For me, one of the most enjoyable things about slingshots has been comparing all the different types of frames, bands, ammo, targets, etc. I think I've tried every single type of ammo described here on the forum, and the most biodegradable option that I actually enjoy shooting is gumballs. In Walmart a couple months ago I bought a couple boxes of "biodegradable" 6mm soft shot pellets, expecting that they'd be a nice option to shoot into the woods behind my house.
I really do not enjoy shooting the small plastic (they're too light to be accurate, and they don't make any satisfying sound), but I would have continued to use them occasionally, if only they appeared to actually be biodegradable at all.
As a test, I put 6 of the biodegradable balls in the woods, along with some copper BBs, steel BBs, and regular plastic 6mm soft shot. Over the past 2 months, they've been through hurricane Irene, some of the worst flooding rains we've ever had, hot sunny days, etc., and they don't appear to be any more deteriorated than then the regular plastic shot. The metal BBs are corroded so much that their surfaces have worn into less than round shapes - especially the ones that have worked their way into the dirt.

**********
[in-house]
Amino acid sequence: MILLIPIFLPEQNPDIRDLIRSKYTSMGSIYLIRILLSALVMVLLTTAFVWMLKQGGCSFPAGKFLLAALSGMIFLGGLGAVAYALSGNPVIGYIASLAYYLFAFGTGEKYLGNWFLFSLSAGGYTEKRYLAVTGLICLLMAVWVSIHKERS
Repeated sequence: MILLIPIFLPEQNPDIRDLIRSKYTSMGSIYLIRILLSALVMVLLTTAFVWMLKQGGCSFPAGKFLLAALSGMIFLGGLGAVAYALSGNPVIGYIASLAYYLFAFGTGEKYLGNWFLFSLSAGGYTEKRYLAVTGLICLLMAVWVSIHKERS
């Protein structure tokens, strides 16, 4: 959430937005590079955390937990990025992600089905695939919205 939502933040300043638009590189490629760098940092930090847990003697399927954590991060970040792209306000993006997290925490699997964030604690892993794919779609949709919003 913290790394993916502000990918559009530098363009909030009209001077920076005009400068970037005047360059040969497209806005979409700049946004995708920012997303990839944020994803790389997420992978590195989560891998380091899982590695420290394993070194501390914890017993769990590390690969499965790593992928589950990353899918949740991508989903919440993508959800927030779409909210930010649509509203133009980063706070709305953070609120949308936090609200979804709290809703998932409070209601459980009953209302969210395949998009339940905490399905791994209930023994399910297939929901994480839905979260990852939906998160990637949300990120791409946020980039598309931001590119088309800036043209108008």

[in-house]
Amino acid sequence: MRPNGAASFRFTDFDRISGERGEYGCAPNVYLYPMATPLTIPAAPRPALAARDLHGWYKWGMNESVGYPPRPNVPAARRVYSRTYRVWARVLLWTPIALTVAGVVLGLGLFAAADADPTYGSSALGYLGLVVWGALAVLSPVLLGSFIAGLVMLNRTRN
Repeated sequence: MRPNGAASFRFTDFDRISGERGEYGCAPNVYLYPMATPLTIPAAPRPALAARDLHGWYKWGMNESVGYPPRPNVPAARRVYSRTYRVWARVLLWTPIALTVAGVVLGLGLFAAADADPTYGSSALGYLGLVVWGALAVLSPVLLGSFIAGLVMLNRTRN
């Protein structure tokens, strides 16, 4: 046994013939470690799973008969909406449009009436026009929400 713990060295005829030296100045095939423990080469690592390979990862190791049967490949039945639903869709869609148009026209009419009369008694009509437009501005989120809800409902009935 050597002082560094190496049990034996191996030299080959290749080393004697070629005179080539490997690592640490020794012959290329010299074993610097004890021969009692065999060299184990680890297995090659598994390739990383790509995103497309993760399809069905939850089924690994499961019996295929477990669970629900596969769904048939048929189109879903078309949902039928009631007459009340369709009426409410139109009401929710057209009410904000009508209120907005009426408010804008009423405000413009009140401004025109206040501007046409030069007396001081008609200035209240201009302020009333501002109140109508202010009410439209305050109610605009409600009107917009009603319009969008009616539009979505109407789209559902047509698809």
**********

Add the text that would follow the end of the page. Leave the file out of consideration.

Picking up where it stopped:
I'll keep this test going as long as it takes to see the metal and biodegradable shot dissolved, but I'm curious if anyone else has tried similar tests - especially if you know how long it takes a normal .177 BB to rust away to nothing. Do copper covered BBs erode more quickly than plain steel? Could I put any sort of chemical on them that could speed up the deterioration process? Thanks for any info and ideas